Bitcoin has proven to be a difficult thing to categorize for both regulators and the courts. Is it money, property or currency? There can be vastly different implications depending on the how these questions are answered, including what laws apply to a Bitcoin transaction or whether the transaction is taxable.
Fox News recently reported on a case in Miami-Dade County where Judge Teresa Mary Pooler didn’t consider bitcoins equal to money. The ruling indicated that because virtual currency was treated as property for federal tax purposes, it didn’t fit the definition of a “payment instrument,” and the specified charges didn’t apply. However, in a 2015 case, a DEA agent who allegedly extorted bitcoins from an individual he was investigating received a sentence of six years for multiple charges that included money laundering. Further, there are regulations in New York requiring companies that hold bitcoins on behalf of customers to follow similar rules required of banks. This suggests New York treats bitcoins more like money than property.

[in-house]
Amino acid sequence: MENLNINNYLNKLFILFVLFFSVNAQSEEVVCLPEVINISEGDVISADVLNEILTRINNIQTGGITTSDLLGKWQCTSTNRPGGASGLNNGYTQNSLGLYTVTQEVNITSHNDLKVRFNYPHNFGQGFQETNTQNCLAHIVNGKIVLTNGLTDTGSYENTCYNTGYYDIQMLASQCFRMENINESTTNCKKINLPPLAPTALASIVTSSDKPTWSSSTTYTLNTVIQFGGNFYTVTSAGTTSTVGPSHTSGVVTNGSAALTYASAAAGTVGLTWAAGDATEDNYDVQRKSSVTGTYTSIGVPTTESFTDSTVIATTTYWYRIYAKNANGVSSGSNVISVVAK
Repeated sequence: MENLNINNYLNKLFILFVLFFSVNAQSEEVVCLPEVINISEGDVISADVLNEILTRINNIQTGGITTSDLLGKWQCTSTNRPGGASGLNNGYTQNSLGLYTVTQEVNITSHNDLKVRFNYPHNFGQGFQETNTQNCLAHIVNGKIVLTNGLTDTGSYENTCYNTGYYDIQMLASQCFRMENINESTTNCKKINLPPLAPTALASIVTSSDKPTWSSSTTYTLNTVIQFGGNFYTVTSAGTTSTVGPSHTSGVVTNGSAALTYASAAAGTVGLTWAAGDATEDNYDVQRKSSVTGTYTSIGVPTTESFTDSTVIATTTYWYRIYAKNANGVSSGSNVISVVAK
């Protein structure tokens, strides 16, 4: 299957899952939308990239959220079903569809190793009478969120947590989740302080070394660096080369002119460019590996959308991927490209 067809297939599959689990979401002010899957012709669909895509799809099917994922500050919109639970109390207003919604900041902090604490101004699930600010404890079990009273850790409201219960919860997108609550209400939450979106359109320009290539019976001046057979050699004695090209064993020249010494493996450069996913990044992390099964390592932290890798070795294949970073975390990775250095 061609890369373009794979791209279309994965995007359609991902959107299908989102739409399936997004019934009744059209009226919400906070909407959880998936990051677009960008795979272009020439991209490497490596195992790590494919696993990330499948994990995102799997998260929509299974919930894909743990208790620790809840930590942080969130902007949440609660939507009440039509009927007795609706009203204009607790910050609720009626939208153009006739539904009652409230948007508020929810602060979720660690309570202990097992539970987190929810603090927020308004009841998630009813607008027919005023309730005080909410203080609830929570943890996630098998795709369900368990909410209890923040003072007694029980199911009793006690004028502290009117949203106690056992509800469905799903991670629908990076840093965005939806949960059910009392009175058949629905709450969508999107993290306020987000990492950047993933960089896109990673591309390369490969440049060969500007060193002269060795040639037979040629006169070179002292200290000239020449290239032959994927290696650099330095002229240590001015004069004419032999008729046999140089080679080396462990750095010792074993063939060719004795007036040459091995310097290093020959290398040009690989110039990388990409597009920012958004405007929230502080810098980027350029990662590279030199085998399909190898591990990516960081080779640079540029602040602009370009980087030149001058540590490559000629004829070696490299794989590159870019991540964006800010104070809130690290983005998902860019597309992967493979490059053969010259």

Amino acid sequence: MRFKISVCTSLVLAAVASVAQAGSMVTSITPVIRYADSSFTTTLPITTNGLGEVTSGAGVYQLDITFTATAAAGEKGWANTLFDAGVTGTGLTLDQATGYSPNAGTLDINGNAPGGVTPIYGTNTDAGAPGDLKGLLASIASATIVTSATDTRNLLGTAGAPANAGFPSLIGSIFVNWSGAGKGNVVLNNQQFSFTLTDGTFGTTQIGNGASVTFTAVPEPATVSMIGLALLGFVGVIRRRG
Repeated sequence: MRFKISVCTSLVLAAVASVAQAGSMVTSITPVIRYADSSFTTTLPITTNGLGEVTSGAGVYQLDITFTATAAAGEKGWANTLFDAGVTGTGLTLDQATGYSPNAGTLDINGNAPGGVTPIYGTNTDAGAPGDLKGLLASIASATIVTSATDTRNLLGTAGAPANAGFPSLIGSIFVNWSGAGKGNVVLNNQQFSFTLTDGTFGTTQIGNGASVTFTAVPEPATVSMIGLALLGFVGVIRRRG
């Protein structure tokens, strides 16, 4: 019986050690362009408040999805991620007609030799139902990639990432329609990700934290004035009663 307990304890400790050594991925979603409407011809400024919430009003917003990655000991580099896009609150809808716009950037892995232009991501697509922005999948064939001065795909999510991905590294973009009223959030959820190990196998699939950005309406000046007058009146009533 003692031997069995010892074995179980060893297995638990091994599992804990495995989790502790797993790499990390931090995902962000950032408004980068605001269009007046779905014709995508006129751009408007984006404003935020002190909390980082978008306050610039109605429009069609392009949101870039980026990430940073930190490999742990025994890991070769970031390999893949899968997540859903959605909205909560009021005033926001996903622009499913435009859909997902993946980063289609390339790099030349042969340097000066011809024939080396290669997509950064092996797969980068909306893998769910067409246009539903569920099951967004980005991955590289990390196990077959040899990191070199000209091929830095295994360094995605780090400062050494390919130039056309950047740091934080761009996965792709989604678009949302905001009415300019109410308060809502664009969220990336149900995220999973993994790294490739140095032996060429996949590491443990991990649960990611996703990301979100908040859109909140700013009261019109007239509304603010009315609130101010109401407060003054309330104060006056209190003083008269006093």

The question of Bitcoin’s category continues to be treated differently depending on jurisdictions. The answer will continuously evolve as more people become aware of bitcoins and their intricacies.